Last post on Sep 09, 2009 at 4:34 AM
You are in the Honda Civic Hybrid
What is this discussion about?
Honda Civic, Hybrid Cars, Fuel Efficiency (MPG), Coupe, Sedan
#163 of 167 Disabling the Hybrid battery and drive normal
Sep 07, 2009 (5:17 pm)
I am about to "get" a '05 hybrid from a friend at a rock bottom reasonable price (he is wealthy). Since then, i learned that batteries could cost almost as much as what i would be paying for this car!!!
My question to the technical folks is this, Can i disable the battery or configure it in such a way that if it goes dead the car does not go dead also? i read somewhere on this site that if the IMA battery goes dead the computer will try to charge and will eventually give up and then after a while it will not try charging....not even the smaller/regular battery
also that the car could lose power, and this can occur while driving? WTF???
So, mi concern and question is can i drive the car without a battery installed
p.s if the answer is no, i might buy a regular engine+transmission and do a conversion maybe
#164 of 167 Re: Disabling the Hybrid battery and drive normal [ramirojm]
Sep 08, 2009 (5:10 am)
While I do not own a hybrid, Honda or otherwise, common sense would tell me that since you are getting this car for a little bit of nothing, AND you do not know if the battery is in need of replacement why worry about it?? If it turns out the battery needs replaced, replace it, since you got the car cheap otherwise why buy a hybrid in the first place? As to your other choices i.e. disable the battery/configure the car to run without it, I'd say nope...same as your other option of replacing the engine/transmission to make it a "normal" Civic. Again...nope, if you are worried about the cost of replacing the battery why are you so willing to spend at least as much to try to make the car something it isn't? And you don't even know if the battery IS bad...don't bother buying it if you want a normal car.
#165 of 167 Re: Disabling the Hybrid battery and drive normal [targettuning]
Sep 08, 2009 (5:40 am)
After posting a short answer to your proposals I thought further and figured I would try to expand why I said "nope" to both your ideas.
a. regarding your idea about disabling the battery, I said no because a hybrid is designed around the entire package and that design includes the battery as the central part of the overall system. There may be a wild eyed blogger somewhere on the web who has the complete set of instruction on how to do this but I wouldn't even consider it...it won't work, and I'll go out on a limb here, AT ALL!!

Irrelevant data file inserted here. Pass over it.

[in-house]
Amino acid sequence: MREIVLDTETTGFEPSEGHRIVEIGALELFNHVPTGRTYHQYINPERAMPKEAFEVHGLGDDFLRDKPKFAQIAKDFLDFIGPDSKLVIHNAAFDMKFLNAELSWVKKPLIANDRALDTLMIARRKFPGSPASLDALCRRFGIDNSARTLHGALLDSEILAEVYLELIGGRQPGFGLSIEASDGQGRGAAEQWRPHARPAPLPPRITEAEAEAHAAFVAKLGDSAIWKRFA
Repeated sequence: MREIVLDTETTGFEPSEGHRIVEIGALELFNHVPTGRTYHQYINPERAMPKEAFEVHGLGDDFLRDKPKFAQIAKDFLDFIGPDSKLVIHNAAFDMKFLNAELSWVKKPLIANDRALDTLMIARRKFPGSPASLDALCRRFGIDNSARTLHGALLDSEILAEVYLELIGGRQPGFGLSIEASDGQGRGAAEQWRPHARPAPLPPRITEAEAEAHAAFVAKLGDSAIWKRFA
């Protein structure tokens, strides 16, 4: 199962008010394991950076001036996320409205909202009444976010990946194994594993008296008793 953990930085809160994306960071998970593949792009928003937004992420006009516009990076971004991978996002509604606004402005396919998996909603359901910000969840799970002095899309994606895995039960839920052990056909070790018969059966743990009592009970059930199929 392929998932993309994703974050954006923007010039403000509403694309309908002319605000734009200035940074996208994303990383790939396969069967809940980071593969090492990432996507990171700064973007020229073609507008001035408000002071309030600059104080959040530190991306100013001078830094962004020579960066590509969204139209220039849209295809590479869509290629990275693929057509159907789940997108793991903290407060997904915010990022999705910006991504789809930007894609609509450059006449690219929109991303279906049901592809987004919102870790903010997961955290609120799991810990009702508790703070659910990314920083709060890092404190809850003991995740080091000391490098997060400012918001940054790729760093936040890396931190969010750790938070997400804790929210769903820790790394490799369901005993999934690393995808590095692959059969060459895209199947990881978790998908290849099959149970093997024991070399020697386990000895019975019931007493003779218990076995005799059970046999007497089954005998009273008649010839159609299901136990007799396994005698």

b. regarding your other idea of replacing the engine/drivetrain...again, the car is a hybrid from engine to transmission to various computer modules designed to make the hybrid system operate seamlessly to the instrument cluster to wiring harnesses to...well you name it. Make no mistake, it may look something like a Civic of the same year but it is a HYBRID and the costs of changing it over (if possible) would make the battery replacement cost look like an oil change in comparison. I'll finish up the same way I finished the previous post...If you are concerned about replacing a battery that may well still be OK do not buy a hybrid, especially if you intend to follow through on one of the two options you outlined.
Sep 08, 2009 (8:48 pm)
OK. Thanks for the help. I think i will sell the car after a year or so then. I'm just scared that this car will stop working in the middle of a trip and i will have no mechanic able to fix it....
Sep 09, 2009 (4:34 am)
First, I don't think you should be so afraid of hybrids since they have generally proved themselves to be reliable. Second, like all well maintained cars, it probably will not just stop in the middle of a trip. Like all cars you would probably get ample warning that some mechanical part is on its way out...again ALL cars can have mechanical problems but you will have minimal suprises if you keep up the maintainance per Honda's recommendations. The battery would not just die without warning. While I don't know the cost of a replacement Honda battery (but I don't think it is outrageous) hybrids have been around long enough to prove that their batteries are not usually trouble prone.You never mentioned the mileage on this car but some hybrids in taxi service have over 200,000 miles on their original battery. As to a mechanic, well, the engine is pretty much like any engine in that it has filters, spark plugs, etc. that any mechanic should be able to handle but the hybrid system is best left to a Honda dealer of which there are plenty in almost any city in the USA. If it were me I would buy the car taking advantage of getting a cheap hybrid and drive...drive...drive!!!